Since mid-September 2009, I have collected, analyzed, and distilled a great deal of the record leading up to that disastrous event. One goal of this effort is to help prevent a recurrence of the conditions that led to it via relevant information ready to be disseminated at critical times. We are now at such a moment.
In the late hours of October 24th, and amidst a flurry of meetings and other activity related to plans for the California Avenue streetscape, a gentlemen named Bob Hayes -- a new face -- stepped to the microphone in front of the City Council and introduced himself as "representing the California Avenue Business Association."
From CAADA to CABA, I thought.
CAADA, of course, is the acronym for the long-standing California Avenue Area Development Association, established in 1958 but greatly discredited in the wake of the 2009 tree removals.
But it appears that Mr. Hayes misspoke, because in his next address to the council six weeks later, he inverted his words and said he was president of the Business Association of California Avenue (BACA). Maybe the catchy CAADA-to-CABA alliteration was just too close for comfort. But while the switch to BACA may help break its mnemonic to CAADA, a key question looms large: How close is the actual connection?
As per LinkedIn, Mr. Hayes is Vice President and Financial Center Manager at Technology Credit Union. The bank opened a new branch office a mere 10 weeks ago at California Avenue and El Camino Real.
He stated that he had sensed a lack of trust from some of the merchants regarding the current streetscape project and intended to help find some common ground "to bring these parties together so that we can move forward."
He returned with a similar message in November amidst a larger showing of dissatisfied merchants. In the interim, a judge had ruled that the city had violated state law by committing to a streetscape grant application project before approving an environmental study.
Terry Shuchat, longtime CAADA board member and property and business owner, preceded Mr. Hayes in his comments, and Mr. Hayes was later followed by former city council member Jack Morton.
Mr. Morton, a Sherman Avenue business owner, had joined Mr. Shuchat as part of his April lawsuit against the city. Before moving on to his criticism of the lane reduction and other elements of the streetscape plan, Mr. Morton stated that he was Vice President of the "newly constituted" organization and that "one of the things that is clear is that the old CAADA did not represent the majority of the merchants in the area." The latter statement rings true, but the irony should be duly noted, as Mr. Shuchat was one of the leaders of the old CAADA."
The City of Palo Alto did not fully recognize and deal appropriately with CAADA's limited representation. And as time went on within the mostly private communications between the two groups, the city didn't just listen, it complied with a small group within CAADA, who wanted all the trees removed from California Avenue in one fell swoop.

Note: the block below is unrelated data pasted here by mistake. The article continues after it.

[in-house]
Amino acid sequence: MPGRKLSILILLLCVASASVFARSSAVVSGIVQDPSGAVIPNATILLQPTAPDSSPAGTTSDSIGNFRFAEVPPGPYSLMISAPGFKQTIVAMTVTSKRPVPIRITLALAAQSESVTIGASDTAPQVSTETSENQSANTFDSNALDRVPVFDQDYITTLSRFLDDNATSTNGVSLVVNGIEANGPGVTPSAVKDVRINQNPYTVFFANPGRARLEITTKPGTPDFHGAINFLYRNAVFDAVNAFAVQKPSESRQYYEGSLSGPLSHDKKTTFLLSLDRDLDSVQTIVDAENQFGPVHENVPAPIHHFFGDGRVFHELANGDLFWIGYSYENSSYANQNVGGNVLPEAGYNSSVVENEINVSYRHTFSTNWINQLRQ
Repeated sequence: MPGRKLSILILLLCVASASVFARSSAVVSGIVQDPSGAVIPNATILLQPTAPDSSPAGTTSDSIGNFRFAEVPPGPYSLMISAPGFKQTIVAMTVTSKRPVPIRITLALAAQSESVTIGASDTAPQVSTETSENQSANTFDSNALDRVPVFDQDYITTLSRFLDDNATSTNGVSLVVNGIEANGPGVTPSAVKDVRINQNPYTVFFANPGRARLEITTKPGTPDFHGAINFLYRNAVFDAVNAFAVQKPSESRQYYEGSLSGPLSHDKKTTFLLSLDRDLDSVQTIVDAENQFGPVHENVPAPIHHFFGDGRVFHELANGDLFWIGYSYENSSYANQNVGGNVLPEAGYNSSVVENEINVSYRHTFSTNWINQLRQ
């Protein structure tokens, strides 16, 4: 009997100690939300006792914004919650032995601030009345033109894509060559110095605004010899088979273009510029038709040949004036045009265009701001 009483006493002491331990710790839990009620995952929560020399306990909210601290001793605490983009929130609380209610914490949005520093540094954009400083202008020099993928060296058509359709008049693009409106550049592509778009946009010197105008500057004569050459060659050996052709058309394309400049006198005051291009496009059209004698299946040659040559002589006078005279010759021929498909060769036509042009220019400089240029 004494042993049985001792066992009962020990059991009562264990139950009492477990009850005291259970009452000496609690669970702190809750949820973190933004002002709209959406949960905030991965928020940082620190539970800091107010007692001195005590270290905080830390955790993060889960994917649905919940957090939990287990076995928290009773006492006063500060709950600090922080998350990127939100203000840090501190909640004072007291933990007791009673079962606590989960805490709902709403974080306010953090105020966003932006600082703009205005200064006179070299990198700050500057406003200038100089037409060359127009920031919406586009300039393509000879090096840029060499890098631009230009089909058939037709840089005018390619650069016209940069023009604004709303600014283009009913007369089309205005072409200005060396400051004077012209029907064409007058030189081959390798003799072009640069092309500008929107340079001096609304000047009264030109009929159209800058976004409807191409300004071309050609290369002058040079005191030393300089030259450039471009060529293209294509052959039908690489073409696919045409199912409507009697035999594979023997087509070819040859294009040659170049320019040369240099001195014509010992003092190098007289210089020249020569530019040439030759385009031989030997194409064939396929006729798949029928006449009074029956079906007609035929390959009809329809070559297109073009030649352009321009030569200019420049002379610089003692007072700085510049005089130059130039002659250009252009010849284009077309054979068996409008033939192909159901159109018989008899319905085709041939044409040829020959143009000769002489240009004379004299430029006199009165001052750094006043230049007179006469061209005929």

If the new BACA is now saying they represent the business community, they need to demonstrate how they are different from the old CAADA, understand its recent history, and incorporate the lessons of this experience.
Key elements of the history of CAADA's role in the tree removals begins below, followed by a Call-For-Response to the leaders of the new BACA.
The Birth of the Streetscape Plans
In 2005, the city council authorized CAADA to create a "master plan" for California Avenue area improvements. Mr. Shuchat, another long-time property owner, Elizabeth Bishop, and Jim Stevens, Vice President of Country Sun at the time, comprised the CAADA Board subcommittee that submitted a plan to the Palo Alto's Department of Public Works (DPW).
The CAADA plan of February 2006, included replacing all the street trees at the same time and installing Pistache trees within new intersection bulb-outs. According to the staff review, this would support approximately 30 large street trees. The canopy along the avenue at the time, not including the plaza area was about twice that number.
DPW refined the plan and decided to apply for outside funding. Toward the end of the grant proposal process, the sole meeting announced to the public was held on June 6 within a business on the avenue.
The final grant proposal increased the number of new trees to 50, and it also revised the CAADA plan to remove the existing trees all at once via an explicit statement in the grant proposal that there would be a phased replacement. Curiously, the proposal also called for the elimination of one lane in each direction on California Avenue, a position Mr. Shuchat now opposes.
Similar to the current city grant proposal, streetscape amenities were included (e.g., street furniture, public art, signage, etc). One major difference, however, was the inclusion of funding for replacement of all the streetlights. The total funding request in 2006 was $1.65 million, about a half million more than the current program proposal, with a city matching grant of $520,000, including $12,500 from CAADA.
The grant proposal was submitted in late June 2006 to the Metropolitan Transportation Commission (MTC) and then a month later to the Valley Transportation Authority (VTA). Both requests were turned down.
A Second Try
At the end of 2006, DPW decided to move ahead without reapplying for grant funding in the following year. They opted for a stripped down project within a city budget of $520,000.
CAADA insiders wanted streetlight and tree replacement. It appears that the CAADA subcommittee members once again called for all the trees to be removed at once, as per the following from DPW's November 2006 summary of options and recommendations: